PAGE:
Knowledge of the amino acid composition of foods is essential to calculate their chemical score, which is used to predict protein quality of foods and diets. Though amino acid composition of many foods is reasonably well established, better knowledge is needed on native foods consumed in different regions and countries. This paper presents the amino acid composition of different presentations of raw and processed foods produced and consumed in Mexico. The amino acid composition was determined using Beckman amino acid analyzers (models 116 and 6300). Tryptophan was determined using the Spies and Chambers method. Of the different foods analyzed, some comments are made on native or basic foods in Mexico: Spirulin, where lysine is the limiting amino acid, with a chemical score of 67%, is a good source of tryptophan (1.16g/16 gN); amaranth contains high levels of sulphur amino acids (4.09 to 5.34 g/16gN), with a protein content of 15 g/100g; and pulque, a Pre-Hispanic beverage that contains high levels of tryptophan (2.58 g/16 gN) and sulphur amino acids (2.72 g/16 gN). Finally, insects are good sources of sulphur amino acids and lysine.

  11. Sugar amino acids and related molecules: Some recent developments

    Indian Academy of Sciences (India)

    Tushar Kanti Chakraborty; Pothukanuri Srinivasu; Subhasish Tapadar; Bajjuri Krishna Mohan

    2004-06-01

    To meet the growing demands for the development of new molecular entities for discovering new drugs and materials, organic chemists have started working on many new concepts that can help to assimilate knowledge-based structural diversities more efficiently than ever before. Emulating the basic principles followed by Nature to build its vast repertoire of biomolecules, organic chemists are developing many novel multifunctional building blocks and using them to create `nature-like’ and yet unnatural organic molecules. Sugar amino acids constitute an important class of such polyfunctional scaffolds where the carboxyl, amino and hydroxyl termini provide an excellent opportunity to organic chemists to create structural diversities akin to Nature’s molecular arsenal. In recent years, sugar amino acids have been used extensively in the area of peptidomimetic studies. Advances made in the area of combinatorial chemistry can provide the necessary technological support for rapid compilations of sugar amino acidbased libraries exploiting the diversities of their carbohydrate frameworks and well-developed solidphase peptide synthesis methods. This perspective article chronicles some of the recent applications of various sugar amino acids, furan amino acids, pyrrole amino acids etc. and many other related building blocks in wide-ranging peptidomimetic studies.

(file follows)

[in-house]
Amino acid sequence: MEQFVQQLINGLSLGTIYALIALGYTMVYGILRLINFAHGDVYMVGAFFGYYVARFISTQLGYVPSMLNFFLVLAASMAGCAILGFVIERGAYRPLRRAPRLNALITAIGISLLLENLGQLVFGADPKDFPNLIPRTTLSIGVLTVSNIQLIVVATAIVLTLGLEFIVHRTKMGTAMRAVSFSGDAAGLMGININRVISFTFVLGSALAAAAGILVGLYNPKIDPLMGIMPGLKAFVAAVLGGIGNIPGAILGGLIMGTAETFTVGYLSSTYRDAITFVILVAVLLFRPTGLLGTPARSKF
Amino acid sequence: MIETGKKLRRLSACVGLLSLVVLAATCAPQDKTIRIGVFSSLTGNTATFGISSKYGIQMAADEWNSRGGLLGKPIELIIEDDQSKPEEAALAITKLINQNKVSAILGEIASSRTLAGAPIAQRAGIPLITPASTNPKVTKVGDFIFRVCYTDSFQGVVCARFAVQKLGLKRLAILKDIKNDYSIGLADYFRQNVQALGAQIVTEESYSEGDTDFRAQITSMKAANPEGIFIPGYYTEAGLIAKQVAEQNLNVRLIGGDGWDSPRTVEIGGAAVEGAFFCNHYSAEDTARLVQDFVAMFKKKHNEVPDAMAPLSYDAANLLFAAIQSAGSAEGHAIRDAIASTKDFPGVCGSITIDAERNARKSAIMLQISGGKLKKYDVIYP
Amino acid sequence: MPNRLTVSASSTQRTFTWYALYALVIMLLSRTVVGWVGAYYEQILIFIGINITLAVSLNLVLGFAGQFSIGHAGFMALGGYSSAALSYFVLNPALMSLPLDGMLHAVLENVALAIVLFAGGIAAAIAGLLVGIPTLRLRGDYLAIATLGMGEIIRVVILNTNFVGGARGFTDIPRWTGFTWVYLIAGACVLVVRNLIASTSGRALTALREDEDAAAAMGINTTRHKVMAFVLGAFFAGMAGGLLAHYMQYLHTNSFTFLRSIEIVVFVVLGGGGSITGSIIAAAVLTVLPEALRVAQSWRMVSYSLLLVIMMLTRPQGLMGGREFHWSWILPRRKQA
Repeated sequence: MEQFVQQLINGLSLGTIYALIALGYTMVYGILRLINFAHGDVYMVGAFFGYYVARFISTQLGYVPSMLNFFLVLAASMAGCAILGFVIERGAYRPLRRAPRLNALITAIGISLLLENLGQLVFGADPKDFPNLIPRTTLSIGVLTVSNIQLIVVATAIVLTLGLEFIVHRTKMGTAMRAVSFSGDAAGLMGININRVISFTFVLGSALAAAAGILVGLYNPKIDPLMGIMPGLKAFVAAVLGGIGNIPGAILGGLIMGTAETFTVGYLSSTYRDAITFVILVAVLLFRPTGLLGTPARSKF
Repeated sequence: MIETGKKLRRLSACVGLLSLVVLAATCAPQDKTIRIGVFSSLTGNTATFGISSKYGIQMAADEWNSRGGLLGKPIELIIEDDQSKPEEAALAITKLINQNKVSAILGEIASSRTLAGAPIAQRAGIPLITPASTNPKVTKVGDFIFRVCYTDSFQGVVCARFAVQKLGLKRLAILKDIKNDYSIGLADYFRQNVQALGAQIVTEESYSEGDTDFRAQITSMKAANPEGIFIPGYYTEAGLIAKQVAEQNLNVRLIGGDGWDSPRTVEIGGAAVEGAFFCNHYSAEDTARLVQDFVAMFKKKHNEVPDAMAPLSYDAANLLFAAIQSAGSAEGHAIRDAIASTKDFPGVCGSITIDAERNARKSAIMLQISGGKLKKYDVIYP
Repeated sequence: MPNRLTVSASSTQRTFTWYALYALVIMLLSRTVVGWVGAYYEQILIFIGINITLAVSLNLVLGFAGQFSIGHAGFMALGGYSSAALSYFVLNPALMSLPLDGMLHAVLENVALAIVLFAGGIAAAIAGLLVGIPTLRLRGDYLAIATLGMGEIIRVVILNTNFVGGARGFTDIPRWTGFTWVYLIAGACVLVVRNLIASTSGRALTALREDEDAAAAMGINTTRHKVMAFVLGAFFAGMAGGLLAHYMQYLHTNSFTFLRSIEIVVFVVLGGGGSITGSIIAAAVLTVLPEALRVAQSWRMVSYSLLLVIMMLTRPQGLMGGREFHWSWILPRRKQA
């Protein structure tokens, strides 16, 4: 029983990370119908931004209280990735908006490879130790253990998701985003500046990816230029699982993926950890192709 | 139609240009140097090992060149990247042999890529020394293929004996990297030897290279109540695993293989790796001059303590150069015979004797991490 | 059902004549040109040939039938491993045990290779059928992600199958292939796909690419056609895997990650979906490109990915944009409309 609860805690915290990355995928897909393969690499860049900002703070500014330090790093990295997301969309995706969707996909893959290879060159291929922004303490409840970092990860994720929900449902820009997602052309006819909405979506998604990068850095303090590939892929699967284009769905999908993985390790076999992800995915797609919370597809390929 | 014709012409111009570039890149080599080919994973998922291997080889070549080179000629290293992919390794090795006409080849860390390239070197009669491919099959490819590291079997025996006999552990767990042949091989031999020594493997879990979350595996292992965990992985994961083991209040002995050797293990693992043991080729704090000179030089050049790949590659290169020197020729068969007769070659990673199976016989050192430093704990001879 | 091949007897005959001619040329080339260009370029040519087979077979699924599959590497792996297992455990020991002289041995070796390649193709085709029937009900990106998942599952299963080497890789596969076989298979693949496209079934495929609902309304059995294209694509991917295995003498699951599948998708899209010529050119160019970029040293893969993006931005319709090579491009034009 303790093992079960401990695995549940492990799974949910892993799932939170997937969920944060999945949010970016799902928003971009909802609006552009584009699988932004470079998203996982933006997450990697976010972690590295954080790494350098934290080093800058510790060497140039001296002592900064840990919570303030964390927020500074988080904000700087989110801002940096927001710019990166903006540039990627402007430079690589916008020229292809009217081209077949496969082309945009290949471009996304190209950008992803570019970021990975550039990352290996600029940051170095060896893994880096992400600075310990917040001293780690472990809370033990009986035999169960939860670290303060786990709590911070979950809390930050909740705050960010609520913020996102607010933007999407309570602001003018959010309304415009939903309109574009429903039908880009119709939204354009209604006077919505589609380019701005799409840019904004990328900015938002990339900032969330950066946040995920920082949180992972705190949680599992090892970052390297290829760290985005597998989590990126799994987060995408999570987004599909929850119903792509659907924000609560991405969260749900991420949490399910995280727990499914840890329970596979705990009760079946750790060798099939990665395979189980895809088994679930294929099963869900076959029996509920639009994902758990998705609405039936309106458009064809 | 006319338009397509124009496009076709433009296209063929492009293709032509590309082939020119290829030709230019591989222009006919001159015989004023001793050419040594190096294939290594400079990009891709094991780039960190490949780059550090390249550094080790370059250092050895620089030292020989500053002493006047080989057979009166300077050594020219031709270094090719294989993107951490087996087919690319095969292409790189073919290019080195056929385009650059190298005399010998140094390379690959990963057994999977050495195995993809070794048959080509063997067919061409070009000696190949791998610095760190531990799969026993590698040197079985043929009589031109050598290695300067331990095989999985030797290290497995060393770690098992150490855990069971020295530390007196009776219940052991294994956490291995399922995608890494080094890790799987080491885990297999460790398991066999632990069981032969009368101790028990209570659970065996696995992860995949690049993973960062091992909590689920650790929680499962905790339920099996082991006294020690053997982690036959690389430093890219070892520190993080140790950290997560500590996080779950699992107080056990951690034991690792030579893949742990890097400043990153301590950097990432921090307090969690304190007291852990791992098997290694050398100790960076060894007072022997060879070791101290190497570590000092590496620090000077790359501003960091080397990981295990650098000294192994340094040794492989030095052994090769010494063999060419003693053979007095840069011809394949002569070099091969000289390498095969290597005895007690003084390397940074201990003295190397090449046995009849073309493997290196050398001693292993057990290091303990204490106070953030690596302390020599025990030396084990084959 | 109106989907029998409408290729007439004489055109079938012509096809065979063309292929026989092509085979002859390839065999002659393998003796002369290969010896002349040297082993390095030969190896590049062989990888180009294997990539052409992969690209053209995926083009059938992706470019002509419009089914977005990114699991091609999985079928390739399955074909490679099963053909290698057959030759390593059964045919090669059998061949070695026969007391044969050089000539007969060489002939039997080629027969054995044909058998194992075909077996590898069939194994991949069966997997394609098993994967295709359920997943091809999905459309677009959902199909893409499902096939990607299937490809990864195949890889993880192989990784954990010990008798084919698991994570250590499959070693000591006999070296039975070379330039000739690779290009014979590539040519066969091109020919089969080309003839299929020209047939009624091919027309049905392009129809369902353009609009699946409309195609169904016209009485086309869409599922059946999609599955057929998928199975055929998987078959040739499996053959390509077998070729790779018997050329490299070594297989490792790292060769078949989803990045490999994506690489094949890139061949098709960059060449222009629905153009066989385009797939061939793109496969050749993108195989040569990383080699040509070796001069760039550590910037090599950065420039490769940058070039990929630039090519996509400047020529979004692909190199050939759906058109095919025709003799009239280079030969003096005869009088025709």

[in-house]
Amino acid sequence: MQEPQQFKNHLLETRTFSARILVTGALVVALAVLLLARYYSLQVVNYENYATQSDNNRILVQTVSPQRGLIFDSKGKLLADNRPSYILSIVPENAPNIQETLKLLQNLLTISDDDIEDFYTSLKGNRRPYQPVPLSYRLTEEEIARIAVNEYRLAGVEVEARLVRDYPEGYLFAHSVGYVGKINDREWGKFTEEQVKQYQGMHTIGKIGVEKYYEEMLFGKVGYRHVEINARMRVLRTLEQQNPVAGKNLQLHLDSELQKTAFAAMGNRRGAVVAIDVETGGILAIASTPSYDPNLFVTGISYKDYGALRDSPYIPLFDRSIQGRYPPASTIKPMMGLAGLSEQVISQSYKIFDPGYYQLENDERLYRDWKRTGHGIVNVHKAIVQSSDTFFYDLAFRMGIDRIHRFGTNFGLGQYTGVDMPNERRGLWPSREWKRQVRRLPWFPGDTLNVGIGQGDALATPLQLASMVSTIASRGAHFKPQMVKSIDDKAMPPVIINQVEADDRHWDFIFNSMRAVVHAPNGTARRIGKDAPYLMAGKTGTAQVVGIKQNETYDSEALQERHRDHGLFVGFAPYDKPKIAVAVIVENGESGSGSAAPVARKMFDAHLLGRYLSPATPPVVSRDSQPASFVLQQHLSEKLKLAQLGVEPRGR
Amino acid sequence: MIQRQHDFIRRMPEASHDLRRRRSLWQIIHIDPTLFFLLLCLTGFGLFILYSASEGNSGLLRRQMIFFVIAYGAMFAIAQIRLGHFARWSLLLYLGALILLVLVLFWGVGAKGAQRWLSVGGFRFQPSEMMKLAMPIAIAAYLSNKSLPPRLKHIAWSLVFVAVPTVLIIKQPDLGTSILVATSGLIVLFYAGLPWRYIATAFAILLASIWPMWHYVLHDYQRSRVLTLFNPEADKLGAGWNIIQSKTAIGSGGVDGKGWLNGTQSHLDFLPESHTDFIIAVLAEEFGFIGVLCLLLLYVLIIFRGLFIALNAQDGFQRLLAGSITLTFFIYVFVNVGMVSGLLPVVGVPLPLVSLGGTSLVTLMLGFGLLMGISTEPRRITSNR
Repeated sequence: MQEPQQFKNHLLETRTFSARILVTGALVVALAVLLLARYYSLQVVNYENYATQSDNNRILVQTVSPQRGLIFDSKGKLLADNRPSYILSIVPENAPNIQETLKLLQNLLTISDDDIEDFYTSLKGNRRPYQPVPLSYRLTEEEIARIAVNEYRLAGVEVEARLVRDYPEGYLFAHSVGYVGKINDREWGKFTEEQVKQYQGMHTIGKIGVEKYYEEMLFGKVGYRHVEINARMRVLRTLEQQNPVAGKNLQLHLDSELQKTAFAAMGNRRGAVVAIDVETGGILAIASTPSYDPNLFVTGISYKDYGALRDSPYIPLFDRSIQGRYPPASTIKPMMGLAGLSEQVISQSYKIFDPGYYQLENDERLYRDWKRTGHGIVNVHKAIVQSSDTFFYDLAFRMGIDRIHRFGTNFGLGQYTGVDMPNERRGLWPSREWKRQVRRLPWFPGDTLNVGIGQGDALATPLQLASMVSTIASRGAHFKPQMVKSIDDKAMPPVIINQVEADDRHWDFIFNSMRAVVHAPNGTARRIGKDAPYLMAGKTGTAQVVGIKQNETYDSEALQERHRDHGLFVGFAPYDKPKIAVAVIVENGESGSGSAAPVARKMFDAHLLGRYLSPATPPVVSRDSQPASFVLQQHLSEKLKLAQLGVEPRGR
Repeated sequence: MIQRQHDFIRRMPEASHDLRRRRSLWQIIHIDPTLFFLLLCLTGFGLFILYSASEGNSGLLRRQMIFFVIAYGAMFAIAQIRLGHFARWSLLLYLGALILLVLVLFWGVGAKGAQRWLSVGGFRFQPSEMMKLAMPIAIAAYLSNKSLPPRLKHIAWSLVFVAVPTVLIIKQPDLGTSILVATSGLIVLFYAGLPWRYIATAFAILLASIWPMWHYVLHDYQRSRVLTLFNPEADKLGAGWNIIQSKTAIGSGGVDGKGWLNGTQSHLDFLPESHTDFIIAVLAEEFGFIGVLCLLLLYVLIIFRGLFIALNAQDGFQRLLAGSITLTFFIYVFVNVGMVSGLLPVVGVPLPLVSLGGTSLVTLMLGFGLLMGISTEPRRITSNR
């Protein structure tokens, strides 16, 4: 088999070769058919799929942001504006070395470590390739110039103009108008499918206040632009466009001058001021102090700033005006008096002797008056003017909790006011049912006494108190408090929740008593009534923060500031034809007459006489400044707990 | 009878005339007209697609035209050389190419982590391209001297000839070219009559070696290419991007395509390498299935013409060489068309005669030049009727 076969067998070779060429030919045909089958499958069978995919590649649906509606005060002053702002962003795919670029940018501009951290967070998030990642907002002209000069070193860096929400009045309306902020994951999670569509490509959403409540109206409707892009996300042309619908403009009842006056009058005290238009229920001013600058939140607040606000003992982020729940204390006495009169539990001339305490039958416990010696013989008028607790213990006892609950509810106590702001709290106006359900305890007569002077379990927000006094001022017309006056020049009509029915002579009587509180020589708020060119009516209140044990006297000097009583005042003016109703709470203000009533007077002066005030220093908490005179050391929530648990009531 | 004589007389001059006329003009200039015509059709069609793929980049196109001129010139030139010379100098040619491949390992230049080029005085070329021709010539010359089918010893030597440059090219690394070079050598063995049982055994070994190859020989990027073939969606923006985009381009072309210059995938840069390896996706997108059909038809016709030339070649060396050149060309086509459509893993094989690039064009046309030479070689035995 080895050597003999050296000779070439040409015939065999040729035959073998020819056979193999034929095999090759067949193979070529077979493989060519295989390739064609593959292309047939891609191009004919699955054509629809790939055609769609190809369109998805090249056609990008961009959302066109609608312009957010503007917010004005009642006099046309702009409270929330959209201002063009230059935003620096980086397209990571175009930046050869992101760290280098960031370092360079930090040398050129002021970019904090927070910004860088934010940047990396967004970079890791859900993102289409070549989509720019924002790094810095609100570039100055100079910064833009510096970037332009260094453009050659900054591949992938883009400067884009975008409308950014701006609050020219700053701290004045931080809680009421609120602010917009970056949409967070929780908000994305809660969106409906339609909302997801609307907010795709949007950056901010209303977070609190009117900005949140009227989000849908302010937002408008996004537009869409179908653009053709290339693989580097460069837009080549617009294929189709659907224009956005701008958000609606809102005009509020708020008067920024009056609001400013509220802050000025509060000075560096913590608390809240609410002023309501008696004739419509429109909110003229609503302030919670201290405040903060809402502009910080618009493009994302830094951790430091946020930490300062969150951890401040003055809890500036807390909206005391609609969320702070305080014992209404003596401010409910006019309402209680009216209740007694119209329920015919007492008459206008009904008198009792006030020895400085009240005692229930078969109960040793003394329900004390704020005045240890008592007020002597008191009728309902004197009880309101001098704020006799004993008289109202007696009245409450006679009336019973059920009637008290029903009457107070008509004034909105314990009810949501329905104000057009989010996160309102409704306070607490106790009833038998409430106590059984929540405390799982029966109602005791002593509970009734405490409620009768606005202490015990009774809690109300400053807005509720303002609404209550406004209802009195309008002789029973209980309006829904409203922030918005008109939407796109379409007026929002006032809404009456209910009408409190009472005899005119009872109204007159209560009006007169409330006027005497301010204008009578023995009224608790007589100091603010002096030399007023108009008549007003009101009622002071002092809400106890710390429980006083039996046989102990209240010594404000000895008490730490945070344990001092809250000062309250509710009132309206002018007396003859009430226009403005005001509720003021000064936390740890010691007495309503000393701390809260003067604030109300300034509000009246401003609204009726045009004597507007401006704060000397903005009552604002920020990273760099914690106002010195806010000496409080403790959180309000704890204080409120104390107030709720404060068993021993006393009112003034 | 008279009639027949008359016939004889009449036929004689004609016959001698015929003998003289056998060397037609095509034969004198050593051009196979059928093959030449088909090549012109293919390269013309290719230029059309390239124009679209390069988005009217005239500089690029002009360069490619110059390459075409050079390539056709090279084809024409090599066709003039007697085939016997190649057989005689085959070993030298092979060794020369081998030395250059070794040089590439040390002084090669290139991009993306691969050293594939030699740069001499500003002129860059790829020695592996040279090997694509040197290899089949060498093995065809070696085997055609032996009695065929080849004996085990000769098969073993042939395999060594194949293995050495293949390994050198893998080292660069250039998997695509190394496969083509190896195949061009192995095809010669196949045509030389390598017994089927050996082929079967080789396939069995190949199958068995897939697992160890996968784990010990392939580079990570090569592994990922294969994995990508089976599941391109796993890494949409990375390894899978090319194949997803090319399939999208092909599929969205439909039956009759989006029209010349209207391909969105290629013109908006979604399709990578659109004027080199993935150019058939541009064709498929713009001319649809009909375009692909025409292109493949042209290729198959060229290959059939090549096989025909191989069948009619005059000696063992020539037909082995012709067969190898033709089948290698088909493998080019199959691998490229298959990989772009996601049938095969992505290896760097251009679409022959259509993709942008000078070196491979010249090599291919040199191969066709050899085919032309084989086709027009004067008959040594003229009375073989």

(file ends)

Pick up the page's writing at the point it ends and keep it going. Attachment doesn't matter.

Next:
12. Peptide nucleic acids and their potential applications in biotechnology

    DEFF Research Database (Denmark)

    Buchardt, O.; Egholm, M.; Berg, R.H.;

    1993-01-01

    Peptide nucleic acids (PNAs) are novel DNA mimics in which the sugar-phosphate backbone has been replaced with a backbone based on amino acids1-3. PNAs exhibit sequence-specific binding to DNA and RNA with higher affinities and specificities than unmodified DNA. They,are resistant to nuclease...